gather my wax when evening arrives.

Mila Von Luttich, Untitled, Figure walking up Staircase.

Mila Von Luttich, Untitled, Figure walking up Staircase.

I have been a bad blogger. I am about to embark on reading Wakefield Press’ new Gabrielle Wittkop books, Murder Most Serene and Exemplary Departures, and will write a lengthy piece on them; in the meantime, here is a potpourri of prose from books I have read in the last handful of months. I may or may not muster enough ambition in between to tackle a polemic on the growing commercialization of the Weird, but I will if I can. Other books I will be reading after Wittkop and hopefully writing about will be Anne Hebert’s The Children of the Black Sabbath, Andrew Sinclair’s Gog, Claude Seignolle’s The Accursed, and Djuna Barnes’ Ryder.

From Gabrielle Wittkop’s The Necrophiliac:

I don’t hate my occupation: its cadaverous ivories, its pallid crockery, all the goods of the dead, the furniture that they made, the tables that they painted, the glasses from which they drank when life was still sweet to them. Truly, the occupation of an antiquarian is a situation almost ideal for a necrophiliac.

From Jack Black’s You Can’t Win:

His eyes were small and cunning. They looked as if they had been taken out, fried in oil, and put back.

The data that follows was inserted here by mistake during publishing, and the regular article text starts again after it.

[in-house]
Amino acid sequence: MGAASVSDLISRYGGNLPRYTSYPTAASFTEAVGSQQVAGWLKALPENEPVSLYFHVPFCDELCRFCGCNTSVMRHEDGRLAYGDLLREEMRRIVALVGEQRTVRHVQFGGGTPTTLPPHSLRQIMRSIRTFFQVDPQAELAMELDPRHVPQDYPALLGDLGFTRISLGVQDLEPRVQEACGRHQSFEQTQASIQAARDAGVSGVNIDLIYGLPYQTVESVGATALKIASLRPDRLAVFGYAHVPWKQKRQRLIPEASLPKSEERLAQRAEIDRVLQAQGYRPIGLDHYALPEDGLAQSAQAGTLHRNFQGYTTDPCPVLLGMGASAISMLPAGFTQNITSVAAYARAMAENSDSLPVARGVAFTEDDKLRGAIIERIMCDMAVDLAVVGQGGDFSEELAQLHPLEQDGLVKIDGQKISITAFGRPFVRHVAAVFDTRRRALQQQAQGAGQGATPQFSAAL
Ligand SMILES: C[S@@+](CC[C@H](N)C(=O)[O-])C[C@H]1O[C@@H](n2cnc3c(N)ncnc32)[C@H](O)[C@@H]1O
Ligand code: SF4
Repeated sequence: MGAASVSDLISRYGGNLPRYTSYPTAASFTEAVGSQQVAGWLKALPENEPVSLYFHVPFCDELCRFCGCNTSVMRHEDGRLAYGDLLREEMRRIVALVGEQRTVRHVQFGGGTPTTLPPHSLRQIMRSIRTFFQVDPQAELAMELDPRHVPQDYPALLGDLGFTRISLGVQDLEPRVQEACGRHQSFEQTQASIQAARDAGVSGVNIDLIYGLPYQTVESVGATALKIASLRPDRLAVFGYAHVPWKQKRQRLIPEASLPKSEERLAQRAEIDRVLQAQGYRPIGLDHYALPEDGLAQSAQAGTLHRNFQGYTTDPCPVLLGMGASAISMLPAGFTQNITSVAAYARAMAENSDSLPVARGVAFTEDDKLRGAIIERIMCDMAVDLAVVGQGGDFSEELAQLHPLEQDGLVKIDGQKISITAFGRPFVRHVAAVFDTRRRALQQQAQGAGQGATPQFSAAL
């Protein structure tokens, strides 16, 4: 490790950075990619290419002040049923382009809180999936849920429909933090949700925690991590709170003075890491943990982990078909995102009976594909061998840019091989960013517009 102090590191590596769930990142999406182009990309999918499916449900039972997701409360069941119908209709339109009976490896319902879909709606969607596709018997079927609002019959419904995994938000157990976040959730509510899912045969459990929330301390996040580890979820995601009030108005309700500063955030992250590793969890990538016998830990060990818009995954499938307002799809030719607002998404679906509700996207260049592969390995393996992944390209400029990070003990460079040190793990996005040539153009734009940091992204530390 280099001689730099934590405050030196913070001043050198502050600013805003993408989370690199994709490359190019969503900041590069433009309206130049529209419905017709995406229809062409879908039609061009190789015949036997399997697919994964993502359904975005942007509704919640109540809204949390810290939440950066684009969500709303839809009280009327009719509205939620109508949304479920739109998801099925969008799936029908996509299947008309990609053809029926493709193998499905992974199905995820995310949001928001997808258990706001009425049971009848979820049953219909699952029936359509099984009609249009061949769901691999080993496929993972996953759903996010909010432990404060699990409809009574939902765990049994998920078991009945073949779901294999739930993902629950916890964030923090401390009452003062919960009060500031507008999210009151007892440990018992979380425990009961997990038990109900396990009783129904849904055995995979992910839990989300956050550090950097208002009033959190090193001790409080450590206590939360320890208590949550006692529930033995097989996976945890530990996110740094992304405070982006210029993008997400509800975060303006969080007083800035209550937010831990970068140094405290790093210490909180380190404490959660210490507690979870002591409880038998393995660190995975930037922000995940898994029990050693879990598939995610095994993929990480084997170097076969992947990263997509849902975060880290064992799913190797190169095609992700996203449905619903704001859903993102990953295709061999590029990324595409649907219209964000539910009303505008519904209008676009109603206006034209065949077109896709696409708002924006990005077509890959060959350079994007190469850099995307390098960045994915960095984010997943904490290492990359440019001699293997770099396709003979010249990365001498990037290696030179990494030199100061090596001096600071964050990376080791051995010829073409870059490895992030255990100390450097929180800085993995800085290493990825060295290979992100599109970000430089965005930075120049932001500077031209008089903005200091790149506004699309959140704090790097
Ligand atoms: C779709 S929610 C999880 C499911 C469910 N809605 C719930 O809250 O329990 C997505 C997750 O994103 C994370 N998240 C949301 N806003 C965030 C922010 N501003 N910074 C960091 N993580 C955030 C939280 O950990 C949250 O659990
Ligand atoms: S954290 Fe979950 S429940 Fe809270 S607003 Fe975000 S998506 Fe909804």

From W.G. Sebald’s The Rings of Saturn:

The capital amassed in the eighteenth and nineteenth centuries through various forms of slave economy is still in circulation, said de Jong, still bearing interest, increasing many times over and continually burgeoning anew. One of the most tried and tested ways of legitimizing this kind of money has always been patronage of the arts, the purchase and exhibiting of paintings and sculptures, a practice which today, said de Jong, was leading to a relentless escalation of prices paid at major auctions….at times it seems to me, said de Jong, as if all works of art were coated with a sugar glaze or indeed made completely of sugar, like the model of the battle of Esztergom created by a confectionist to the Viennese court, which Empress Maria Theresa, so it is said, devoured in one of her recurrent bouts of melancholy.

From Alfred Kubin’s The Other Side:

My pictures, soaked in the pallid, gloomy atmosphere of the Dream Realm, were a veiled expression of my grief. I spent hours immersing myself in the poetry of the dank courtyards, hidden attics, shadowy back rooms, dusty spiral staircases, abandoned, nettle-ridden gardens, the pale colours of the brick and wooden pavements, the black chimneys and a whole host of bizarre fireplaces. They were repeated variations on one melancholy theme, the anguish of desolation and the struggle with an unfathomable fate.

Natalia Smirnova, Grimoire.

Natalia Smirnova, Grimoire.

From Gerald Kersh’s Fowlers End:

I don’t believe them when they say that wisdom is something gently acquired. It may come gradually over your head, but it hits in a flash and with a shock. Such wisdom as you have strikes like lightning, and you are none the happier for it – if you are wise. I can liken it only to a sudden and agonizing eructation of perceptiveness, upon whose sad wind your years of innocence are belched away, leaving a bitterness which it takes all the years of your maturity to purge you of – if you are lucky.

From Pierre Mabille, The Mirror of the Marvelous: